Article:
It has become fashionable for people to say that “the definition of insanity is continuing to do things the same way while expecting a different result”. I first heard this many years ago, but I have noticed the frequency of its use has risen considerably.
The challenge for many of us isn’t to recognize the wisdom of that adage – apart from the fact that it isn’t really the “definition” of insanity – but to take the next step, to act. To demonstrate this is not a new problem, I give you this observation from the ancient Stoic philosopher, Epictetus:
“Every event has two handles – one by which it can be carried, and one by which it can’t. If your brother does you wrong, don’t grab it by his wronging, because this is the handle incapable of lifting it. Instead, use the other – that he is your brother, that you were raised together, and then you will have hold of the handle that carries”
In his writings about Stoicism, Ryan Holiday relates a story about the journalist William Seabrook who, suffering from alcoholism in the 1930’s checked himself into an “insane asylum” (such were the times). In his memoir, Seabrook wrote about his initial failures to confront his disease by rebelling against the staff. He was on the verge of being asked to leave. Holiday writes:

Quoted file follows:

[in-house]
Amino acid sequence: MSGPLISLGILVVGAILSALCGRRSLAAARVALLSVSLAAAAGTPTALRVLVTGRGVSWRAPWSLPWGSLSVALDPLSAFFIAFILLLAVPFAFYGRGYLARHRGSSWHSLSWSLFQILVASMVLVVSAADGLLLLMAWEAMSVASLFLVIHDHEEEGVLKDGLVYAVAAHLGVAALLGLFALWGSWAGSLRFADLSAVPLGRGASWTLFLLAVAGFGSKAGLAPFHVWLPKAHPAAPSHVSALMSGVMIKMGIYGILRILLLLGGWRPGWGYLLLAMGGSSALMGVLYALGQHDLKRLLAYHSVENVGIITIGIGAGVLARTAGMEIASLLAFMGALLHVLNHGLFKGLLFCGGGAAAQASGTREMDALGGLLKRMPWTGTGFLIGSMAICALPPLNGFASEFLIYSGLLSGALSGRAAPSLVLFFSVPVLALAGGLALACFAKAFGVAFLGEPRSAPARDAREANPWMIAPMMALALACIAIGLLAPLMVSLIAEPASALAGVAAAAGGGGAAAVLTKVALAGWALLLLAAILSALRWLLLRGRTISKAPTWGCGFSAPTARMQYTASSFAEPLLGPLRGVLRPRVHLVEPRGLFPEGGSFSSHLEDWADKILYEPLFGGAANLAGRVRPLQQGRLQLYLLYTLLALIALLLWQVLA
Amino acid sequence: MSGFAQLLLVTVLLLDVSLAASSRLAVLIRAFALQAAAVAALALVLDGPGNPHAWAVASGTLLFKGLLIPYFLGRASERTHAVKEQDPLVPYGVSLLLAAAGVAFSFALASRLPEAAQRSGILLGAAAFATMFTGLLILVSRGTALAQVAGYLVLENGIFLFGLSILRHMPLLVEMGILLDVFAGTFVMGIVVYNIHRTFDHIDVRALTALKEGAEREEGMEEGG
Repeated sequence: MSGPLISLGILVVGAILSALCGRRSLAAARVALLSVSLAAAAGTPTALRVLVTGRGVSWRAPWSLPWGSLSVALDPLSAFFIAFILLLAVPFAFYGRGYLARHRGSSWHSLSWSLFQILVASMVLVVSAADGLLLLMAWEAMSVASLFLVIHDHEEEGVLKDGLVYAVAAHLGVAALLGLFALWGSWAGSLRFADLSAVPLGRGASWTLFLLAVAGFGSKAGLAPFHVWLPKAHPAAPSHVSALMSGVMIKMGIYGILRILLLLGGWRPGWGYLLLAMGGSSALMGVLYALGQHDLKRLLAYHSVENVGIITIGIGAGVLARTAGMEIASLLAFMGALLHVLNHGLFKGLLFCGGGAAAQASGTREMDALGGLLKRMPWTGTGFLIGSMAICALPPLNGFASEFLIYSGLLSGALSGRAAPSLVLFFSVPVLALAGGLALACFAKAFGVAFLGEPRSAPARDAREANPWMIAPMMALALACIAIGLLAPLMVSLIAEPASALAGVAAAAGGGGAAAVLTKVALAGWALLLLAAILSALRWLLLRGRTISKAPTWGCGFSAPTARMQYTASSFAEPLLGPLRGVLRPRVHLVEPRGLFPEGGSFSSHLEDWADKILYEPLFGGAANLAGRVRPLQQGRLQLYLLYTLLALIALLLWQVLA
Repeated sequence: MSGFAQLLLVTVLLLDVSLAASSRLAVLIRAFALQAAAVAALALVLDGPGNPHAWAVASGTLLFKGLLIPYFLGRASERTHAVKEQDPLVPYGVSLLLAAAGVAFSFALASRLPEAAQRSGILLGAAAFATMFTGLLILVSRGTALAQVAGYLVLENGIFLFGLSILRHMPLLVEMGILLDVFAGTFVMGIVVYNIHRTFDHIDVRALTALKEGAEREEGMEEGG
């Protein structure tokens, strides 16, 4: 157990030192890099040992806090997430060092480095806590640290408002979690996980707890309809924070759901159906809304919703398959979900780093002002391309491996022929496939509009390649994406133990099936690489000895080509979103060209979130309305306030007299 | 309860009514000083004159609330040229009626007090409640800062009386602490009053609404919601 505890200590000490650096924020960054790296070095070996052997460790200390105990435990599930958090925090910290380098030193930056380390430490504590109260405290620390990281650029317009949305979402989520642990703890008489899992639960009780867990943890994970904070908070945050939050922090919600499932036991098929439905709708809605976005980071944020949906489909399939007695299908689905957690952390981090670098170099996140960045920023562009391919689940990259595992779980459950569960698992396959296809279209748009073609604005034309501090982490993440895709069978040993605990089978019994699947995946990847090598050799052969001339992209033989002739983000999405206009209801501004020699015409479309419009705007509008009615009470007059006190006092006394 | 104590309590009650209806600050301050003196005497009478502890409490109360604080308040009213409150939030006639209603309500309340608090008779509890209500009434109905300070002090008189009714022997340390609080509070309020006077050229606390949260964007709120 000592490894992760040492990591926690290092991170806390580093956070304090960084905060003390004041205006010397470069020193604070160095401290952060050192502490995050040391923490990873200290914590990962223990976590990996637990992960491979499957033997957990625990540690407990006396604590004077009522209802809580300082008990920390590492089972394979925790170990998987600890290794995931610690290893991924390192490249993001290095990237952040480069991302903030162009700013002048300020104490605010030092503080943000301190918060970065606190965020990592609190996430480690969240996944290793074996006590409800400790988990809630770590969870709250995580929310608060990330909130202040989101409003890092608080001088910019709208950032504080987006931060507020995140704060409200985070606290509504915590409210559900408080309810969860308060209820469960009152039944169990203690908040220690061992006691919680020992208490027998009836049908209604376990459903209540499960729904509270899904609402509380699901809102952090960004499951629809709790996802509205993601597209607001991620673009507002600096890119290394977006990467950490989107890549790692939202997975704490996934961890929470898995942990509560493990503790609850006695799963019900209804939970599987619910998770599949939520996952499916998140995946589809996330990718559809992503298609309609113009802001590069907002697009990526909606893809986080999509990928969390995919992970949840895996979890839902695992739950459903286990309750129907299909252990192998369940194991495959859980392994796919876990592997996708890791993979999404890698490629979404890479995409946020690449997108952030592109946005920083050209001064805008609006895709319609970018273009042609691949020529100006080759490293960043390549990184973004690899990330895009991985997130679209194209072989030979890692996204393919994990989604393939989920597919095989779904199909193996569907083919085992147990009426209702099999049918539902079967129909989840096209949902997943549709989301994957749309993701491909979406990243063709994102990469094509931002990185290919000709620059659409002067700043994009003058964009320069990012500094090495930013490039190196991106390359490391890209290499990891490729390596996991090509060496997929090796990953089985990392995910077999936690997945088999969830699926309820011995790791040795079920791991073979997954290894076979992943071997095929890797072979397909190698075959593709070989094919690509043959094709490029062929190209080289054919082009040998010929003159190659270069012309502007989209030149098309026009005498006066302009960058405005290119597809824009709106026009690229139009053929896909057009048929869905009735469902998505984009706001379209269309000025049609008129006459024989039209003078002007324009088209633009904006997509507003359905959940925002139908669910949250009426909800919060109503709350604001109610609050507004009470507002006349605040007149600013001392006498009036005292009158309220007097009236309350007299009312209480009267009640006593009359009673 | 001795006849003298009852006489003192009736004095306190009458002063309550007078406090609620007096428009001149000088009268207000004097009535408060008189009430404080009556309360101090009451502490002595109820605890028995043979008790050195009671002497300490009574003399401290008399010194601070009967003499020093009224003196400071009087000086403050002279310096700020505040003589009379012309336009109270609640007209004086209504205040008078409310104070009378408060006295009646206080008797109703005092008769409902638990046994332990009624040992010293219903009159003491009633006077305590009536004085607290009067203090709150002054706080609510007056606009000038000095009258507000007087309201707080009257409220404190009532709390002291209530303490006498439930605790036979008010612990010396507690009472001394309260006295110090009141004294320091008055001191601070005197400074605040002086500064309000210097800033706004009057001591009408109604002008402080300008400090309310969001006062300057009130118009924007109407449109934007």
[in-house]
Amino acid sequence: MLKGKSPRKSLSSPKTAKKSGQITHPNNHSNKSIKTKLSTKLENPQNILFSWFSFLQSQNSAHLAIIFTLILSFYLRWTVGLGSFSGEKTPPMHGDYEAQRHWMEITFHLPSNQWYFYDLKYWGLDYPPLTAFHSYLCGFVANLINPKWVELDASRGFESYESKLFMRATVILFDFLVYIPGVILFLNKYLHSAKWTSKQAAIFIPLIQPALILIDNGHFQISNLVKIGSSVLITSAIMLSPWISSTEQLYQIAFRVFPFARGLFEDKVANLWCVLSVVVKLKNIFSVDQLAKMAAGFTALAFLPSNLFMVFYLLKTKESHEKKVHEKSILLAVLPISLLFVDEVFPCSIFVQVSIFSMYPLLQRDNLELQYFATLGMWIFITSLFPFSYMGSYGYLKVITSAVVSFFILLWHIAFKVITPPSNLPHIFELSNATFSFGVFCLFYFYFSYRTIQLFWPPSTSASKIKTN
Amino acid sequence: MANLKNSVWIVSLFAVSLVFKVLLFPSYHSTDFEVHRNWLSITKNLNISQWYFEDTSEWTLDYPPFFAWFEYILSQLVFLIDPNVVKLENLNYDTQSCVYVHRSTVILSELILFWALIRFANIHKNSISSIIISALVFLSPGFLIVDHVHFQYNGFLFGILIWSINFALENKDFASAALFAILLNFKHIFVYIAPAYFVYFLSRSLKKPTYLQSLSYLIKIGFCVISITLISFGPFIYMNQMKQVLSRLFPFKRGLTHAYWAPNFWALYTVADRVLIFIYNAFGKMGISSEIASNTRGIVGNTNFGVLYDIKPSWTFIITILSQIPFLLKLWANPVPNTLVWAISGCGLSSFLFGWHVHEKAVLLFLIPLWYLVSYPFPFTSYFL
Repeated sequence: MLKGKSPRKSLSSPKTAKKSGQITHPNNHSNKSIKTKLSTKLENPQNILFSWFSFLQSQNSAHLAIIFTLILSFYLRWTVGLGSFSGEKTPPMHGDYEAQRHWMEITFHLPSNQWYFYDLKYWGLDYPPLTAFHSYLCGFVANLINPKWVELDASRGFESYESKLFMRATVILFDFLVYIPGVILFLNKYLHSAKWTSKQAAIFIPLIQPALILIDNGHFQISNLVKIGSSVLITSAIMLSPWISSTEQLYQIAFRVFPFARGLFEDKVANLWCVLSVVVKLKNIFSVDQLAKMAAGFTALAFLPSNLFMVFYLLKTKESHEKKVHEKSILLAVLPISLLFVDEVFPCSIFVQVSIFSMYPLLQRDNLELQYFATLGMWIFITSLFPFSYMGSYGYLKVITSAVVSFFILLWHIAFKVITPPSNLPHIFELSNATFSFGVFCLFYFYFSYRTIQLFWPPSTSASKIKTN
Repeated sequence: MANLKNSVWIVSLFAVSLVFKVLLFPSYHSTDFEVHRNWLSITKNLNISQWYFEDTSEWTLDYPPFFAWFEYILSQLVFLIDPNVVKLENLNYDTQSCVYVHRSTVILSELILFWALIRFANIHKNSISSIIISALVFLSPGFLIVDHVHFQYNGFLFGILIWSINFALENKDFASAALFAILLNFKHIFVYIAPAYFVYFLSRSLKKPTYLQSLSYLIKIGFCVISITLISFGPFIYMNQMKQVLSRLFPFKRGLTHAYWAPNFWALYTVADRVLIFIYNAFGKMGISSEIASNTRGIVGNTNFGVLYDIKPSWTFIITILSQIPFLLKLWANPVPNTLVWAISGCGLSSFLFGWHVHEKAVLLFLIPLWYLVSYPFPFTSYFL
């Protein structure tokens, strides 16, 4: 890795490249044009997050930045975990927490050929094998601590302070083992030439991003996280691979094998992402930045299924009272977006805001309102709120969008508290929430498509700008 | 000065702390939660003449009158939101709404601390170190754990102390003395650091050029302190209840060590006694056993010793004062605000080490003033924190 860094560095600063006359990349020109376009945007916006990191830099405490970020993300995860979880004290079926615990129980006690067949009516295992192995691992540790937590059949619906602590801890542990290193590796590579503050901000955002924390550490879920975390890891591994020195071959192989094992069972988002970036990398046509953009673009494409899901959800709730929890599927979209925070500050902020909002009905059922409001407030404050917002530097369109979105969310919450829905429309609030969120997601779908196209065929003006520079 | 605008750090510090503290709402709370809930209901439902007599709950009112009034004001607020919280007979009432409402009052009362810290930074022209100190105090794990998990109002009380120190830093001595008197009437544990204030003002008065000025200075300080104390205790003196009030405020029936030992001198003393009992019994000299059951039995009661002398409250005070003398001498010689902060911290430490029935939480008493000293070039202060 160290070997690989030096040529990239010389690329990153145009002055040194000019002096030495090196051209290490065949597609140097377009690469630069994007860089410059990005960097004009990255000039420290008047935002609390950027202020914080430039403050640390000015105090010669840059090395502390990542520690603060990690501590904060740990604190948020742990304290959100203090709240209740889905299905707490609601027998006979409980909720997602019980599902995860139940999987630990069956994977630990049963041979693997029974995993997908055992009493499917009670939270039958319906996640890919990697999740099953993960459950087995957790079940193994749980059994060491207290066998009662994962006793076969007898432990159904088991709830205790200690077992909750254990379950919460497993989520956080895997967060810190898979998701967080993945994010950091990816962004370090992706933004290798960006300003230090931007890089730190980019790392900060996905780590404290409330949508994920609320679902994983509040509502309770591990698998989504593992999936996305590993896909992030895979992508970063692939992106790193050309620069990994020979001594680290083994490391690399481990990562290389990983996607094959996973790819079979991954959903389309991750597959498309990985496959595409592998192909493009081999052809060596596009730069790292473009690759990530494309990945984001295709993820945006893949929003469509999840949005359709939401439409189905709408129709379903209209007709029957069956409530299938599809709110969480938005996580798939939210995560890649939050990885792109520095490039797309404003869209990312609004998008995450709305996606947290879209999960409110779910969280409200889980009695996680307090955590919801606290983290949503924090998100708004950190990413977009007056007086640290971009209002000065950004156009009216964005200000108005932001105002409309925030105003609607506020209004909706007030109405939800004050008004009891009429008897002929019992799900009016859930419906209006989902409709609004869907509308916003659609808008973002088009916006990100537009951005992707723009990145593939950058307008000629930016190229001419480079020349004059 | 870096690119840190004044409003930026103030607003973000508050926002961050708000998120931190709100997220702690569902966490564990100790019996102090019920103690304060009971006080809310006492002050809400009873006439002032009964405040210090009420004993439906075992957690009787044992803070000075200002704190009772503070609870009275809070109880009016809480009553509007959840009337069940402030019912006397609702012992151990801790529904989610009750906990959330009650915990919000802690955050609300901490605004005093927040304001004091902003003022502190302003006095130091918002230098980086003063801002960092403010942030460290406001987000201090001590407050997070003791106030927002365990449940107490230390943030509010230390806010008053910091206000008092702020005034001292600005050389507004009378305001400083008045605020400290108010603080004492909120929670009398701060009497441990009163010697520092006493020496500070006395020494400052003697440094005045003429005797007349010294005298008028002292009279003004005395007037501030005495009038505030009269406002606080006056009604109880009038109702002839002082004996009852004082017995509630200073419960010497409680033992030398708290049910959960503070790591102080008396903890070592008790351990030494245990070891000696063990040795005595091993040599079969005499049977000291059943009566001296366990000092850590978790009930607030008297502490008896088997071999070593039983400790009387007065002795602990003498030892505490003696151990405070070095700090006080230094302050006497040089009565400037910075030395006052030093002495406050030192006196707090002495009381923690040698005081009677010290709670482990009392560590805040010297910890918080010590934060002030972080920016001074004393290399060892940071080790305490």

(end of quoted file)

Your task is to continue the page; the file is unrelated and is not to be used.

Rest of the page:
“Then one day this very quote from Epictetus – about everything having two handles – occurred to him. ‘I took hold now by the other handle,” he related later, ‘and carried on.’ He actually began to have a good time there. He focused on his recovery with real enthusiasm. “I suddenly found it wonderful, strange, and beautiful, to be sober…It was as if a veil, or scum, or film had been stripped from all things visual and auditory.’ “
Many of us are wrestling with problems much less sinister than addiction. If recognizing the second handle can make such an impact on one man’s struggle to save his life, perhaps it can hold some value for us and our more mundane problems as well?
However it’s the “recognizing” the second handle that’s the hard part. I can’t imagine being able to see a second handle without finding a moment of quiet so you can think.
Warning: since finding a second handle means admitting to yourself that “the first thing I tried didn’t work”, when you sit down to think, check your ego at the door.